I have had some really good discussions this week about engagement. Whilst this might come as a surprise to my wife, defining what engagement is, and what it is in terms of social media is an interesting question.
Thanks go here to Sasha Taylor, Mike Alderson, Nick Keane, Andrew Fielding and Gavin Stephens for the debate on Twitter. The debate started innocently enough with a question from Mike on whether there was an agreed service definition of what social media ‘engagement’ means & what it delivers?
Community engagement has been a key part of policing for many years now, and is tied closely to neighbourhood policing. The best ‘offline’ definition of engagement is probably from a report done by Andy Myhill: (Thanks to Nick for identifying the original source).The process of enabling the participation of citizens and communities in policing at their chosen level, ranging from providing information and reassurance, to empowering them to identify and implement solutions to local problems and influence strategic priorities and decisions. The police, citizens, and communities must have the willingness, capacity and opportunity to participate. The Police Service and partner organisations must have a responsibility to engage and, unless there is a justifiable reason, the presumption is that they must respond to community input. This definition has been picked up and used within the excellent local policing and confidence resource from NPIA. The element that interests me for social media engagement is enabling citizen participation in policing at their chosen level. Social media is excellent for this – people can choose from a number of levels of engagement:
- None – I won’t follow you or read any updates
- Passive – I will receive updates and read them
- Conversation- I will read and respond to your updates online
- Participation – I will interact in the real world in some way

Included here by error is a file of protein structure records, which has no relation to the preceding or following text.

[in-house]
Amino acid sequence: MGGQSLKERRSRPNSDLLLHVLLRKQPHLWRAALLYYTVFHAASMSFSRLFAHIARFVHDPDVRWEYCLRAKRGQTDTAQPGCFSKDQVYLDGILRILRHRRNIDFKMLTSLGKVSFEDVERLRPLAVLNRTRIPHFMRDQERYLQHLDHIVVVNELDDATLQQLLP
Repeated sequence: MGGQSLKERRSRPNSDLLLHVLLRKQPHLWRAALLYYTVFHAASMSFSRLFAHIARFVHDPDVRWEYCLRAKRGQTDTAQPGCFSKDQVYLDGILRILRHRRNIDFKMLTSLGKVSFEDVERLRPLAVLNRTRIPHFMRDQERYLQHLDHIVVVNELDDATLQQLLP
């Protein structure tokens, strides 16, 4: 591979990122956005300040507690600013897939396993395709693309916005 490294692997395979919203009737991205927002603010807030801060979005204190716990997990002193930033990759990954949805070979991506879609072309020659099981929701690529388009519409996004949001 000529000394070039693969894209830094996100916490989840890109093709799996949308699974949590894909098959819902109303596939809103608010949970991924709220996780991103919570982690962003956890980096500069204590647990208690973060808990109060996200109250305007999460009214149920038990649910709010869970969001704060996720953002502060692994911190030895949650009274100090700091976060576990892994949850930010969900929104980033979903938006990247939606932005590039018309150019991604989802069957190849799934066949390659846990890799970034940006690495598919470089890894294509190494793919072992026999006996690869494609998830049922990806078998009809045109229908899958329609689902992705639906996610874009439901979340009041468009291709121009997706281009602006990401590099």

- Activist- I will get involved, and promote your message
- Volunteer – I will use my time in the real world to assist you in some way
- Co-Designer – We can work together to achieve common goals and real world outcomes.
Many of you may recognise that this is a loose interpretation of a model called the ‘Ladder of Citizen Participation‘, which Andrew mentioned in our Twitter discussion. He used a great turn of phrase – “I would look to increase comfyness of public”. This is exactly what the ladder is all about – increasing the comfort of the public at lower levels encourages them to move up the ladder. The question for many public services (including the police) is whether some of those top rungs are as welcoming and available as we might want.
The debate about social media engagement, what it is and what we want from it is a difficult one, but one that goes to the heart of why we do social media. Without a common understanding across police forces, we will end up with 43 different definitions of what we are doing with social media and engagement. As Sasha put it “43 different definitions causes friction, bad feeling, waste of resources/money. Better to do collaborative approach.”
It seems to me that police force engagement with social media itself ranges across a ladder of levels – some are ignoring it, some using it for conversation, others embracing it across a number of areas. I have yet to see much evidence of forces using it for working together with the public and other local agencies to achieve common goals and real world outcomes.